C.2. Encrypting Block Devices Using dm-crypt/LUKS6tit
Linux Unified Key Setup (LUKS) is a specification for block device encryption. It establishes an on-disk format for the data, as well as a passphrase/key management policy.
LUKS uses the kernel device mapper subsystem via the
dm-cryptmodule. This arrangement provides a low-level mapping that handles encryption and decryption of the device's data. User-level operations, such as creating and accessing encrypted devices, are accomplished through the use of the
C.2.1. Overview of LUKS
- What LUKS does:
- LUKS encrypts entire block devices
- LUKS is thereby well-suited for protecting the contents of mobile devices such as:
- Removable storage media
- Laptop disk drives
- The underlying contents of the encrypted block device are arbitrary.
- This makes it useful for encrypting
- This can also be useful with certain databases that use specially formatted block devices for data storage.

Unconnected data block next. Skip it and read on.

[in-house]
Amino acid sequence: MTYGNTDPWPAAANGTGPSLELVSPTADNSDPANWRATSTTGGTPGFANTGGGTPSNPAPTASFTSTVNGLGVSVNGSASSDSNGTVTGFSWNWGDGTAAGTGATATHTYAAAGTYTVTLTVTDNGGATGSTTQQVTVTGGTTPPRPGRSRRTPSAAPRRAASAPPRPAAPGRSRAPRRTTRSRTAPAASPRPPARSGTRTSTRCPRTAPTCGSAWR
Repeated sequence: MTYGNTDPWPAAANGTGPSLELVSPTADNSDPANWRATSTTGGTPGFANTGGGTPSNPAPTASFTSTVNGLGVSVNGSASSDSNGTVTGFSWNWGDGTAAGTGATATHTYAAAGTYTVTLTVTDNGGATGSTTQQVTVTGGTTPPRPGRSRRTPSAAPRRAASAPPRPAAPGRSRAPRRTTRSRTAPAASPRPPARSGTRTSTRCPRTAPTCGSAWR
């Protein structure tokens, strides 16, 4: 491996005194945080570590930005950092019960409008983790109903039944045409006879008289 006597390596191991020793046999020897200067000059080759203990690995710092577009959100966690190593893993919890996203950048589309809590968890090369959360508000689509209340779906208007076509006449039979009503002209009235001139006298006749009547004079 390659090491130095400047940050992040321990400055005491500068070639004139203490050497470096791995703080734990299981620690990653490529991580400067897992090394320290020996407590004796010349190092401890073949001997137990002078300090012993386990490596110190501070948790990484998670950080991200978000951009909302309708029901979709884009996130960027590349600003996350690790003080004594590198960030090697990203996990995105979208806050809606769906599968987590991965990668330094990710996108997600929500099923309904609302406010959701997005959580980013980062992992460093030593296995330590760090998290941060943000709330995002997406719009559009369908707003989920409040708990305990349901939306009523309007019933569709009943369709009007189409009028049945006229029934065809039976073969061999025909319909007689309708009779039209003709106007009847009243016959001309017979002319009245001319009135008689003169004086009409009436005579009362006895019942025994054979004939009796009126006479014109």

- LUKS uses the existing device mapper kernel subsystem.
- This is the same subsystem used by LVM, so it is well tested.
- LUKS provides passphrase strengthening.
- This protects against dictionary attacks.
- LUKS devices contain multiple key slots.
- This allows users to add backup keys/passphrases.
- What LUKS does not do:
- LUKS is not well-suited for applications requiring many (more than eight) users to have distinct access keys to the same device.
- LUKS is not well-suited for applications requiring file-level encryption.
More detailed information about LUKS is available from the project website at http://code.google.com/p/cryptsetup/.